If we had Procreate app: like photoshop
Alternative plan: Brushes Redux (free)
These are the five drawings I sent to my camera roll after redrawing some changes to eyes, mouth, eyebrows, and skin color. One trick to make your colors match is by holding and pressing down over a color until the "circle of selection ring" shows up. You can drag that ring over any color you want to match from the painting. Lift up and touch down again and you're ready to paint. It's really quick and easy in this app. If I had trouble making the blush effect blend nicely in #4-#5 so I had to switch brush styles to something more transparent to airbrush it in. I didn't choose white or black to draw with, I chose the white-ish/black-ish color in it for consistency.
Let's spell this out clearly for little artists:
1, 2, 3, 4, 5, 4, 3, 2 (sequence for 5 images in animation)
1, 2, 3, 4, 3, 2 (sequence for 4 images in animation)
1, 2, 3, 2 (sequence for 3 images in animation)
Here is how it looks: (I used the crop tool to trim off white edges)
Quick Video Overview:
Thinking this through: (my notes)
Now that we went through the process, I'm trying to think about the age group that would do this project. I think that we could make this work for almost any age if I helped with file management. Brushes Redux will save their work from week to week in their gallery. So this could be a long term drawing project. When students are ready to save, we could upload their image sequence to a folder I make for them on dropbox. The dropbox app gives you the chance to rename a group of files. It becomes their name followed by the number. At this point, the files are safe and ready for uploading to the GIF maker in Ezgif.com. This could be done the following week. I could have them download the images into the camera roll in correct sequence with duplicates included as spelled out above.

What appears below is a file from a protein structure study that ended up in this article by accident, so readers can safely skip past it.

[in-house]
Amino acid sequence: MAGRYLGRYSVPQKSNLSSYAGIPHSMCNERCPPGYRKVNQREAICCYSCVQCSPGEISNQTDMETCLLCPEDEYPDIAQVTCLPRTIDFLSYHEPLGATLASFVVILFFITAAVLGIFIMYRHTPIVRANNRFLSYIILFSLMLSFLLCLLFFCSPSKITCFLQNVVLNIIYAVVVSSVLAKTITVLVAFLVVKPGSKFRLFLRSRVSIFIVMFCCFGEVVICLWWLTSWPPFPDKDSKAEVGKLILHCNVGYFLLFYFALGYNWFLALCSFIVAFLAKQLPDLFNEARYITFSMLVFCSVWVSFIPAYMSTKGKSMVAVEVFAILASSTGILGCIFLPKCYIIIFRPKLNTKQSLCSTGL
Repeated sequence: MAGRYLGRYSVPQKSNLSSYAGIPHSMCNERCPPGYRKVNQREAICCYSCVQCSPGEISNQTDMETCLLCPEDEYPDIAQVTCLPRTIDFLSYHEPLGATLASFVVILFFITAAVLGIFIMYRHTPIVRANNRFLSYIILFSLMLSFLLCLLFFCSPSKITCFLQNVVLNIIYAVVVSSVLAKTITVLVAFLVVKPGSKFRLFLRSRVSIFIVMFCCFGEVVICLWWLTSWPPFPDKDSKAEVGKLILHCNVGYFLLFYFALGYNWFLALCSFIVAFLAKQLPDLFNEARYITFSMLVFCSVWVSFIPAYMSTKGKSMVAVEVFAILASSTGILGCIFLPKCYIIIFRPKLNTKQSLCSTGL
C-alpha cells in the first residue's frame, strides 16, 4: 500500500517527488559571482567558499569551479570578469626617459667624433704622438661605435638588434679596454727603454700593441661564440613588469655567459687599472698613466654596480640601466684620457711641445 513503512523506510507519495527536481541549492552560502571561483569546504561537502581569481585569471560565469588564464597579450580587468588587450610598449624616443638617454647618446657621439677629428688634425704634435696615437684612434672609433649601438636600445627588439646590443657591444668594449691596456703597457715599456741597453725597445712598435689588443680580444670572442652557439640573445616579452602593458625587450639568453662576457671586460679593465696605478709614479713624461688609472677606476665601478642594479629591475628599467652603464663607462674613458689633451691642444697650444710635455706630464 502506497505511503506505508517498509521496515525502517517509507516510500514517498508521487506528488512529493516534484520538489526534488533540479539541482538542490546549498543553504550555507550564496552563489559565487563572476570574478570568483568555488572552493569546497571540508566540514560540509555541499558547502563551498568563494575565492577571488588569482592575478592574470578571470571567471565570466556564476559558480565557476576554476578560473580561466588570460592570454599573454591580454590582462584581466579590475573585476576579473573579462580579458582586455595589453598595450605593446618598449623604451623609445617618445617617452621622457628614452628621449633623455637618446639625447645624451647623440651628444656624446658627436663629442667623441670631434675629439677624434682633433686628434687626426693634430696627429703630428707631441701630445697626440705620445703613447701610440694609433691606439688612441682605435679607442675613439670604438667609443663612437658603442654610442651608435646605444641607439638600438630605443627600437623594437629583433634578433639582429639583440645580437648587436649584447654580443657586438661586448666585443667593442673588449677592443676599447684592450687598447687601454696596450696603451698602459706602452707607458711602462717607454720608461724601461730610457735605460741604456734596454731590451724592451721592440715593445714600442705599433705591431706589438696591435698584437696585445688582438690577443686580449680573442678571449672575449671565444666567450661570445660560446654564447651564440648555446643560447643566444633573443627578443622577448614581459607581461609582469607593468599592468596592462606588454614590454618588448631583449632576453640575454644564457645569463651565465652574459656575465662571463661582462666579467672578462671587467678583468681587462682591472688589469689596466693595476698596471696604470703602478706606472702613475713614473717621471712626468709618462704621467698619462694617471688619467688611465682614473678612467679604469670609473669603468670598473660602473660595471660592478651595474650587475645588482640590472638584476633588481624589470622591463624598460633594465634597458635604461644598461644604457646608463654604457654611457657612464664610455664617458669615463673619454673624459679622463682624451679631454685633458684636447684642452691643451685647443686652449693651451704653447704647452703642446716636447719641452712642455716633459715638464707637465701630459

This 5th grade robot painting didn't have very much detail for me to animate. But, through the magic of digital drawing, I was able to add blinking lights, a moving lever, and a rotating gauge as I animated (see middle robot below).
Going through these steps made me wonder if knowing you are going to animate your robot digitally as an extension to the project would change the way you create it initially.
Download the full packaged multimedia lesson here.